Harnessing Every Last Bit Of Your Leftover Ingredients

This Internet-wide preponderance of food blogs, food porn, recipe-shares, Pinterest pinwheel cookie pins—it’s no flash in the pan (filled with tilapia). People love food. Case in point: the Food Network has created a second entire network to fit all of its televised cooking and food-related content. Twenty-four hours a day wasn’t enough.

And food is a relatively easy, highly Instagrammable form of creative expression that you get to eat afterward. But I and others like me—who swoon at those unattainable middle shelves of Whole Foods aisles, dreaming of making that $40,000 salary—can’t easily justify buying a three-dollar bunch of rosemary just for the required tablespoon, chopped, in that cornbread-dumpling beef (or tofu!) stew. However! Don’t overlook the recipe or the ingredient, even though it costs almost as much as the beef (or tofu!) shoulder you bought in the first place.

Seriously, don’t leave it out. Rosemary, like most other fresh herbs (you heard me, genetically-programmed cilantro haters), is a delight, especially in an entrée or sauce with other earthy flavors in it. Its piney notes make your dish seem more dimensional and polished. But no one is going to use an entire package of rosemary in a recipe, unless you’re cooking for squirrels, because that dish is going to taste like an evergreen. So what to do with the remains? I’ve found that the longest-lasting and most practical use for it is to make a simple syrup or infusion with the leftovers:

  • Add the leftover herb (washed—don’t be lazy like that) into a small saucepan with equal parts sugar and water. A cup of each should be fine, depending on how much you have to work with.
  • Slowly dissolve the sugar and bring the mixture to a boil, stirring so nothing burns, and then turn the heat off and let that pretty little syrup chill in the saucepan, covered, for up to a couple hours—or more, I guess, if you fall asleep or something.
  • Then strain it through a mesh strainer into some kind of container, cover, refrigerate, et voilà! It should last for a few months or so.
  • Any herbaceous syrup will be delicious in homemade cocktails (yes, even cilantro, which is muy delicioso in a margarita). You’ll look super professional to your friends, like you planned the whole thing, as opposed to it being a byproduct of that pot of stew you ate by yourself while you marathon-ed Fringe. And for your non-imbibing friends (bless them), the syrups make for a lovely refresher when mixed with club soda.

If you’re not a fan of the sweet stuff, you can also let those leftover herbs sit for a couple of days in a bottle of gin or vodka for a more hardcore (and omgg bikini-friendly) rocks drink.

So what about your leftover scraps of everything else? One of the most crucial tools for maximum usage of your scrappies is your freezer. Sounds obvious, but you wouldn’t believe the variety of items that will keep and even improve by being put in the freezer. It’s not just for ice anymore!!!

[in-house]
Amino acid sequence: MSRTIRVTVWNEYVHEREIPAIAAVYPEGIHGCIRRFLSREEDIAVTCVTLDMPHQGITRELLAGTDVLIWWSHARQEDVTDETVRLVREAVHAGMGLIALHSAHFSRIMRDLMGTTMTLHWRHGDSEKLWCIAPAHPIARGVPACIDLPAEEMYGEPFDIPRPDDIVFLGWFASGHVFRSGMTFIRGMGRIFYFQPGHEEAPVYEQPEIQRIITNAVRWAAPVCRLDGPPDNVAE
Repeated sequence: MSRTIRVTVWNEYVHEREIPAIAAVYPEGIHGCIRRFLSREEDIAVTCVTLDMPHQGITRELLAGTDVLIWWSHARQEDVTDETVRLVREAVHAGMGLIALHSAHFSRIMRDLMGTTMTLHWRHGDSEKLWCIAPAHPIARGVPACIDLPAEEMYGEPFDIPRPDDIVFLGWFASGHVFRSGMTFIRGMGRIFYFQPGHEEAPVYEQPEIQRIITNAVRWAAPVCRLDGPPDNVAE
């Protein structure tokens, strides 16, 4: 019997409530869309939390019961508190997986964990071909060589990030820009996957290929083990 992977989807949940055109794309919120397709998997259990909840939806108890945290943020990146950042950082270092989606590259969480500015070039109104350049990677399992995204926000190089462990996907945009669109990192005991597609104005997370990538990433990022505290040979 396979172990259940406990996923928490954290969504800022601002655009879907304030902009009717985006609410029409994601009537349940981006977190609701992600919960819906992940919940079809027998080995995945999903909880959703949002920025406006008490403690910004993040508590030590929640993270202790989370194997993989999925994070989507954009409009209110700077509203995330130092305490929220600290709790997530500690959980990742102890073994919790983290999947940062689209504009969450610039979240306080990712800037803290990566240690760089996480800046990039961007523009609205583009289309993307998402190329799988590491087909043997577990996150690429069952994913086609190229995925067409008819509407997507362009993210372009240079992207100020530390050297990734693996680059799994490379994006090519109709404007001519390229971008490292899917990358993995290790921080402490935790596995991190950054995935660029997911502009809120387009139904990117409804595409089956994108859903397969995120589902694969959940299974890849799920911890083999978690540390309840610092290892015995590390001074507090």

Exhibit A: baked goods. Brownies, cakes, cookies, and chocolate will all keep remarkably well in the freezer—much better, in fact, than in the refrigerator. The fridge tends to degrade that moleculo-confectionary-mouthfeel (it’s science), while the freezer will fix the pastry in its delicious original consistency. They only take about an hour sitting out or a ten-second zap in the microwave to thaw—or you can just eat them frozen, which is surprisingly tasty.

Okay, baked goods aren’t necessarily an “ingredient,” but bread often is, and that freezes up like a charm. Other things that freeze like a 13-year-old doing the Cha-Cha Slide are meat, which is obvious, as well as butter and other types of animal-based fat, like bacon fat and lard—both of which are way fun and totally not gross to cook with, contrary to your probable opinion. Also cooked pasta, especially in some kind of tomato-y sauce, is often improved by “resting” in the freezer for a period of time. Obviously broth or stock will last until doomsday in there, as will ginger root and even bananas, which turn an unappetizing brown color but then eliminate the need for ice if you throw them in a blender with other smoothie ingredients. Other things worth saving in the freezer are anything with seeds, such as a spice mix containing sesame seeds, or flaxseeds, which you can also grind up in the aforementioned smoothie. That’s a trick a little old man who runs a spice stand in a shuk once explained to me: high oil-content seeds like that will quickly go rancid in a room temperature cupboard. At least I think that’s what he said.

What other ingredients could you possibly have left over after all that? …Milk? I guess you could make yogurt with it (you psycho), or else, you know, drink it. Vegetables? Odds and ends from onions, garlic, shallots? SFTS: stir-fry that shit. I’ve got a freezer full of lard if you need it.

Photo by Anastasia Heuer

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